“Seventeen.” I carefully lifted my cup and sipped at the coffee. “Today is his birthday.”
“It’s not the end of the world,” the man said. “He can have a party when he’s released.”
I had proposed to have dinner at a restaurant and Paul said no. I asked him to invite some friends at least, but he didn’t want that either. When he was little, he always had half of his class over.
“It’s one of these laugh-and-cry moments, isn’t it? Another year gone, just like this.” The man reached for another sandwich and in between bites asked what my son wanted for his birthday (money) and what I would give him (money). He asked about the cake. “Strawberry tart,” I said but that was a lie. I’d bought a baking mix for a lemon cake at the grocery store. The unopened package stood on the shelf.
“Strawberry tart? That was Leander’s choice as well.” He reached into the inner pocket of his jacket, took out a pen, grabbed the magazine and tore a page out. “How do you make it?”
“Maybe yours is better than mine.”
I listed the ingredients I used to buy when Paul still cared and the man carefully wrote down every word. “I think that’s about it,” I said.
“You forgot something.” He bent forward, opened his bag, and produced a candle in the shape of a number 17, which he stuck into my barely touched sandwich. “Do you get along all right?”
“Me and Paul?”
“Yes,” he said. “You and Paul.”
He reached for another sandwich. Still chewing he said, “Two years ago Leander began to lock the door to his room. I told myself that I was the same at his age, that he would come around eventually. But he didn’t and so told him that I wanted an evening with him once a week, the both of us spending time together, watching a movie, playing chess, whatever. I told him that I wouldn’t take no for an answer. Either that or he could move out.” The man finished his sandwich, and then he said, “They don’t beg for a hug. But we have to hug them anyway.” He took a napkin and wiped his mouth. He had eaten five sandwiches. And yet, he was frighteningly thin. “When we were having trouble at home, we would go away for a couple of days. He would say no at first, but in the end he always had fun.” The man winked. “Not that he would ever admit it.”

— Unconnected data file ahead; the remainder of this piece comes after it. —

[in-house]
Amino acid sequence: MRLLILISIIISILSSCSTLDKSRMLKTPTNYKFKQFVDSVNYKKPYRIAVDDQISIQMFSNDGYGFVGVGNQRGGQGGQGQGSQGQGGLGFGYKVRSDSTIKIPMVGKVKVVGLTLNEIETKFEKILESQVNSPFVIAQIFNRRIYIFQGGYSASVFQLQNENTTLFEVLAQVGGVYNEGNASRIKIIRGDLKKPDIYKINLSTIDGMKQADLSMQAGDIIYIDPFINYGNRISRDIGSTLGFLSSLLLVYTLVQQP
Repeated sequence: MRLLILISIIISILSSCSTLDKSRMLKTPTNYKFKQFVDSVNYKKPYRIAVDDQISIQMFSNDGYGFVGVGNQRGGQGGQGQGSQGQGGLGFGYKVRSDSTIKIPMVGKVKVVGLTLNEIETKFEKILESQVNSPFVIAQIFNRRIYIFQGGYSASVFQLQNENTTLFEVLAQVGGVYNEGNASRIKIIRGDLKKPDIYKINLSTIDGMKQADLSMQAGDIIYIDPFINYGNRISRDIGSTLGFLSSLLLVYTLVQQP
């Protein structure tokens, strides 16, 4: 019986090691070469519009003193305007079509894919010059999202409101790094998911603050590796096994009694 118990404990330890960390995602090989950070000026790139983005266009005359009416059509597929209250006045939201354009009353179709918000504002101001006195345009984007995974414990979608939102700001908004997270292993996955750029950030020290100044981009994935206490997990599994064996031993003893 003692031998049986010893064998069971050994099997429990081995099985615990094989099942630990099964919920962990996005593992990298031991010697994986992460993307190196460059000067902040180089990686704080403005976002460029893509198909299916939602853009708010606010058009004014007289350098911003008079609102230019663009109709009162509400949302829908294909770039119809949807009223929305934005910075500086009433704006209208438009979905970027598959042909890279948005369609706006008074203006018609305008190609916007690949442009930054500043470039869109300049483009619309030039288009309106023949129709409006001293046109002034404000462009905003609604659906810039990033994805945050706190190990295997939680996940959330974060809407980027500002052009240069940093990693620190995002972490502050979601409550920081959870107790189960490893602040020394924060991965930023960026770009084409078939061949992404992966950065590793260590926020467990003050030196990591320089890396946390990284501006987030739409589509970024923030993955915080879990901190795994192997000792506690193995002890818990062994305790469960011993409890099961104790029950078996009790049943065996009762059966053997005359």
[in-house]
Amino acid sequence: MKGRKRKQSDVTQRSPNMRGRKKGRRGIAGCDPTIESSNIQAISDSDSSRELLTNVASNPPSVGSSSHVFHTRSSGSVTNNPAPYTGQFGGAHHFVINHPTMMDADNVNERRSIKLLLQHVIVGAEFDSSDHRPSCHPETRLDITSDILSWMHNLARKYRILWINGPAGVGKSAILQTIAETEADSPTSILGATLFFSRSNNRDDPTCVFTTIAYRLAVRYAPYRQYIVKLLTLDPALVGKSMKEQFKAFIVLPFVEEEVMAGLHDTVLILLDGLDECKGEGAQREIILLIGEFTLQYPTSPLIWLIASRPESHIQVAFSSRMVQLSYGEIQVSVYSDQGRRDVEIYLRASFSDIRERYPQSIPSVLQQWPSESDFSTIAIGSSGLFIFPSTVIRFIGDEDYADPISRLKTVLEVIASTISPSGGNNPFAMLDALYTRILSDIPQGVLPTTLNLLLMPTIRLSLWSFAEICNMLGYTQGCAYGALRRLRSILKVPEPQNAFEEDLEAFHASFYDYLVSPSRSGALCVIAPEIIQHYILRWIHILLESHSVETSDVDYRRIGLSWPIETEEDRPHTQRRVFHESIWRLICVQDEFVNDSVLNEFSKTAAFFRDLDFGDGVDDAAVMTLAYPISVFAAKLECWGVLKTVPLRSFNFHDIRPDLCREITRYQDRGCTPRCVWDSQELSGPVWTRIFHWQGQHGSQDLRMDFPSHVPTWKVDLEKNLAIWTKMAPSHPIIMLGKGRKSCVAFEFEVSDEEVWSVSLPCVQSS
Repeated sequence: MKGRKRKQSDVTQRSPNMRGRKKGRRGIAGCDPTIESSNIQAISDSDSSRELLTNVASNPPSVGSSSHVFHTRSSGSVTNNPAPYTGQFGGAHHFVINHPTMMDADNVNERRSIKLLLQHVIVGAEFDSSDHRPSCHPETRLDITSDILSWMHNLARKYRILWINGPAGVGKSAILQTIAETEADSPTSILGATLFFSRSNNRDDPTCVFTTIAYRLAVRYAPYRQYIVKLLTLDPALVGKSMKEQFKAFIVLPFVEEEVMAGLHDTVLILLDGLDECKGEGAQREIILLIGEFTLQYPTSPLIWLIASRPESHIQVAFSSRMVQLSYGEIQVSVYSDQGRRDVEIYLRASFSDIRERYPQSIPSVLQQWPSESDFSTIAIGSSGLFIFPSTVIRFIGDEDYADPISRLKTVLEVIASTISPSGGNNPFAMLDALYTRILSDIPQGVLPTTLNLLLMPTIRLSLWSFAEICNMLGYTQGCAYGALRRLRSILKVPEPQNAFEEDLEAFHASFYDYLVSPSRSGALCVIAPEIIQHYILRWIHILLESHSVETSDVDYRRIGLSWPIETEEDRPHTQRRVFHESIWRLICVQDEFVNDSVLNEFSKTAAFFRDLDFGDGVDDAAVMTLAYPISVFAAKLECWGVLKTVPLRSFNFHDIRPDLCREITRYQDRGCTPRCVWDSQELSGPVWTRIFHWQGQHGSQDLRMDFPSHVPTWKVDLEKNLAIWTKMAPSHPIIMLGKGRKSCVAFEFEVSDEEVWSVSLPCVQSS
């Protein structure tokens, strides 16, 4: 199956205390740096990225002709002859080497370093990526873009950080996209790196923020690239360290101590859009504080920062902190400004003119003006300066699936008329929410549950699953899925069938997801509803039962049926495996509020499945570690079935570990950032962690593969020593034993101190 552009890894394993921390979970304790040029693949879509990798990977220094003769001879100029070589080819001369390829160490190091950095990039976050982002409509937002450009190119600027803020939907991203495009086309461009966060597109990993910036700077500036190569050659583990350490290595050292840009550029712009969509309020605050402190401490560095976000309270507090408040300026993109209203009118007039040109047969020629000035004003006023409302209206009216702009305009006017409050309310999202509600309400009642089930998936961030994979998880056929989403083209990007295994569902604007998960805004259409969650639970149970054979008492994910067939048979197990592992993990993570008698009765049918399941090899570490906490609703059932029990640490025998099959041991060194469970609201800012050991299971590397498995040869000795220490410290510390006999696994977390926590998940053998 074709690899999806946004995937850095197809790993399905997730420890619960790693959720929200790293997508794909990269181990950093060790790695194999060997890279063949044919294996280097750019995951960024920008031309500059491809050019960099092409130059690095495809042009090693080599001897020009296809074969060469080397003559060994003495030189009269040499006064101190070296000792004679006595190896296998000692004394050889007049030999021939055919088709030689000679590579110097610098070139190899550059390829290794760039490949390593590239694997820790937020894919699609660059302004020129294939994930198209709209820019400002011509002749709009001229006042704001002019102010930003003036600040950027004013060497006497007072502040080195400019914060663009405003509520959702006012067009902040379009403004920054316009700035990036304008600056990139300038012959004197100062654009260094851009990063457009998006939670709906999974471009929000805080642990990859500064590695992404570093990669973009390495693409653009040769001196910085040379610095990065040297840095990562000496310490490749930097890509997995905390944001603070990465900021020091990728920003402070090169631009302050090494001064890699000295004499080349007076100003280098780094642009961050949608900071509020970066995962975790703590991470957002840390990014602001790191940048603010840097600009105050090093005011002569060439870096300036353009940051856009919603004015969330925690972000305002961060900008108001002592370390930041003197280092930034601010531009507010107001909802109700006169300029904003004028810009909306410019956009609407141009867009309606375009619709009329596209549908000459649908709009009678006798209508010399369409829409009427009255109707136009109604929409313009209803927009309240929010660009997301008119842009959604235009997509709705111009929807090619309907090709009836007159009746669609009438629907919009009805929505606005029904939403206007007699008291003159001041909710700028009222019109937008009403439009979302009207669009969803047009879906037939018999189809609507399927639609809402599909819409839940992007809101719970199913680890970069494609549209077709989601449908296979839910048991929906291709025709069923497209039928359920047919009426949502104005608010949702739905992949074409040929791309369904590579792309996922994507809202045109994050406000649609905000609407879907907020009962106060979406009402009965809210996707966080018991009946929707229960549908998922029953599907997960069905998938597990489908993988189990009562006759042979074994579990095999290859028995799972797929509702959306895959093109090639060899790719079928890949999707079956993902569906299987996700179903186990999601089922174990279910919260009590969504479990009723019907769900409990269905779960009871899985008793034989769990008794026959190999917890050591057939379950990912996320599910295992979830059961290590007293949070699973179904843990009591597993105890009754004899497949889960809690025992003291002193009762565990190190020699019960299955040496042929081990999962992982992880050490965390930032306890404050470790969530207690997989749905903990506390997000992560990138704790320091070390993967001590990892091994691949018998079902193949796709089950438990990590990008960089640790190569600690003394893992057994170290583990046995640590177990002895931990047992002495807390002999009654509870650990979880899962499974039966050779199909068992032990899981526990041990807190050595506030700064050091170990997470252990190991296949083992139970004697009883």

Two years ago, I’d rented a nice cabin at a lake. Paul didn’t go hiking or swimming with me once. I even brought his fishing tackle but he never touched it. That was the last time I’d asked him to come along.
The man reached into his bag again and took out a CD that was still in its original packing. “I bought it for Leander, but he had it already. It’s his favorite.” He said, “Give it to your son, will you?”
The sticker on the cover said, ‘Singer/Songwriter album of the year’. Five stars. Paul was into hip hop. I sometimes could hear the basses as soon as I turned into our street. When he was a kid, we often listened to the Beatles together. And we danced, his skinny legs slung around my hips.
“It’s like a marriage.” The man ran his fingers through his hair, most of which was gray although he didn’t seem any older than I was. “You gotta work on it. Kids shouldn’t be taken for granted.”
I laughed. I couldn’t help it. It was exactly what I would say to the parents coming to my office.
“Why do you laugh?”
I cleared my throat and then said, “Has your son been here for long?”
A woman passed with her stroller and sat down next to us. She took out a book and started reading.
“After he is released, we’ll do one of our trips again,” the man said. “But don’t tell him. It’s a surprise.” He removed the candle from my sandwich and placed it next to it. “You have to eat,” he said. “You have to force yourself to eat.”
“I’m not hungry.”